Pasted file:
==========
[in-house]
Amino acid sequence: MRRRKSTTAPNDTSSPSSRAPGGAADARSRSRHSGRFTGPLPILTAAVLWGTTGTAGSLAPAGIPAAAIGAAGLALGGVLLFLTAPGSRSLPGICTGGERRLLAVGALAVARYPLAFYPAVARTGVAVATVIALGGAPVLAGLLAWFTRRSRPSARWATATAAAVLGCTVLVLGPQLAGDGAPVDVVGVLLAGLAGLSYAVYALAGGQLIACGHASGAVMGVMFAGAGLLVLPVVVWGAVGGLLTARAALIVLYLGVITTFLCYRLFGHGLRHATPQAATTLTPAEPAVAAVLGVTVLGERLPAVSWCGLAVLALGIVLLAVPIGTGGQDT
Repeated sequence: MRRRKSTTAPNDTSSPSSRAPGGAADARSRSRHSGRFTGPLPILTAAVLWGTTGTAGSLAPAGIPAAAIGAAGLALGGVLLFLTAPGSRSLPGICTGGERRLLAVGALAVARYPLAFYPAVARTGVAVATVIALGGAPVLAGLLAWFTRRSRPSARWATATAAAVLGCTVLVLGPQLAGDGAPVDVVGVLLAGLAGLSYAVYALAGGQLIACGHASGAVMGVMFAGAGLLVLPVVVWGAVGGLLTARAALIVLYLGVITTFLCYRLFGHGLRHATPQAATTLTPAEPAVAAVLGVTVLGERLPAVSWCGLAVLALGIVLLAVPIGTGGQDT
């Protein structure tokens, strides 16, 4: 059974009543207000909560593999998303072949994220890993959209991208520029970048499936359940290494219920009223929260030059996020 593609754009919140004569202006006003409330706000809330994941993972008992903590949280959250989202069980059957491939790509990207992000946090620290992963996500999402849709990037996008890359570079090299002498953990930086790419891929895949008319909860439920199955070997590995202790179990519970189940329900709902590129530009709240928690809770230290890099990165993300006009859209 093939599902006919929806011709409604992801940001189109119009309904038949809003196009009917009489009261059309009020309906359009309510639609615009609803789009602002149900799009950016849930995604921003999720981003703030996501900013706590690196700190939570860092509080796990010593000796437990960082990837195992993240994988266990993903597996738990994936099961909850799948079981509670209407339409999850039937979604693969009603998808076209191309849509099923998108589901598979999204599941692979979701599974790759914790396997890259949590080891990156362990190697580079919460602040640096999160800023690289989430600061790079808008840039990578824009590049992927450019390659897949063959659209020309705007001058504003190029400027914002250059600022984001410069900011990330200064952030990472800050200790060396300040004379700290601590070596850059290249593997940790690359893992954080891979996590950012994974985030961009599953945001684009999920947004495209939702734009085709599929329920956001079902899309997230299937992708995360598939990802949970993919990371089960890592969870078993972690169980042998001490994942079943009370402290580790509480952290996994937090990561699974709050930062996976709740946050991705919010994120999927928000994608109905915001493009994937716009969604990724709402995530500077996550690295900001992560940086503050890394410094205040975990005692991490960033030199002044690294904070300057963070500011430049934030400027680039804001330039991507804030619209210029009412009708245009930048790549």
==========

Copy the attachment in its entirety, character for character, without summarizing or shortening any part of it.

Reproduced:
[in-house]
Amino acid sequence: MRRRKSTTAPNDTSSPSSRAPGGAADARSRSRHSGRFTGPLPILTAAVLWGTTGTAGSLAPAGIPAAAIGAAGLALGGVLLFLTAPGSRSLPGICTGGERRLLAVGALAVARYPLAFYPAVARTGVAVATVIALGGAPVLAGLLAWFTRRSRPSARWATATAAAVLGCTVLVLGPQLAGDGAPVDVVGVLLAGLAGLSYAVYALAGGQLIACGHASGAVMGVMFAGAGLLVLPVVVWGAVGGLLTARAALIVLYLGVITTFLCYRLFGHGLRHATPQAATTLTPAEPAVAAVLGVTVLGERLPAVSWCGLAVLALGIVLLAVPIGTGGQDT
Repeated sequence: MRRRKSTTAPNDTSSPSSRAPGGAADARSRSRHSGRFTGPLPILTAAVLWGTTGTAGSLAPAGIPAAAIGAAGLALGGVLLFLTAPGSRSLPGICTGGERRLLAVGALAVARYPLAFYPAVARTGVAVATVIALGGAPVLAGLLAWFTRRSRPSARWATATAAAVLGCTVLVLGPQLAGDGAPVDVVGVLLAGLAGLSYAVYALAGGQLIACGHASGAVMGVMFAGAGLLVLPVVVWGAVGGLLTARAALIVLYLGVITTFLCYRLFGHGLRHATPQAATTLTPAEPAVAAVLGVTVLGERLPAVSWCGLAVLALGIVLLAVPIGTGGQDT
């Protein structure tokens, strides 16, 4: 059974009543207000909560593999998303072949994220890993959209991208520029970048499936359940290494219920009223929260030059996020 593609754009919140004569202006006003409330706000809330994941993972008992903590949280959250989202069980059957491939790509990207992000946090620290992963996500999402849709990037996008890359570079090299002498953990930086790419891929895949008319909860439920199955070997590995202790179990519970189940329900709902590129530009709240928690809770230290890099990165993300006009859209 093939599902006919929806011709409604992801940001189109119009309904038949809003196009009917009489009261059309009020309906359009309510639609615009609803789009602002149900799009950016849930995604921003999720981003703030996501900013706590690196700190939570860092509080796990010593000796437990960082990837195992993240994988266990993903597996738990994936099961909850799948079981509670209407339409999850039937979604693969009603998808076209191309849509099923998108589901598979999204599941692979979701599974790759914790396997890259949590080891990156362990190697580079919460602040640096999160800023690289989430600061790079808008840039990578824009590049992927450019390659897949063959659209020309705007001058504003190029400027914002250059600022984001410069900011990330200064952030990472800050200790060396300040004379700290601590070596850059290249593997940790690359893992954080891979996590950012994974985030961009599953945001684009999920947004495209939702734009085709599929329920956001079902899309997230299937992708995360598939990802949970993919990371089960890592969870078993972690169980042998001490994942079943009370402290580790509480952290996994937090990561699974709050930062996976709740946050991705919010994120999927928000994608109905915001493009994937716009969604990724709402995530500077996550690295900001992560940086503050890394410094205040975990005692991490960033030199002044690294904070300057963070500011430049934030400027680039804001330039991507804030619209210029009412009708245009930048790549």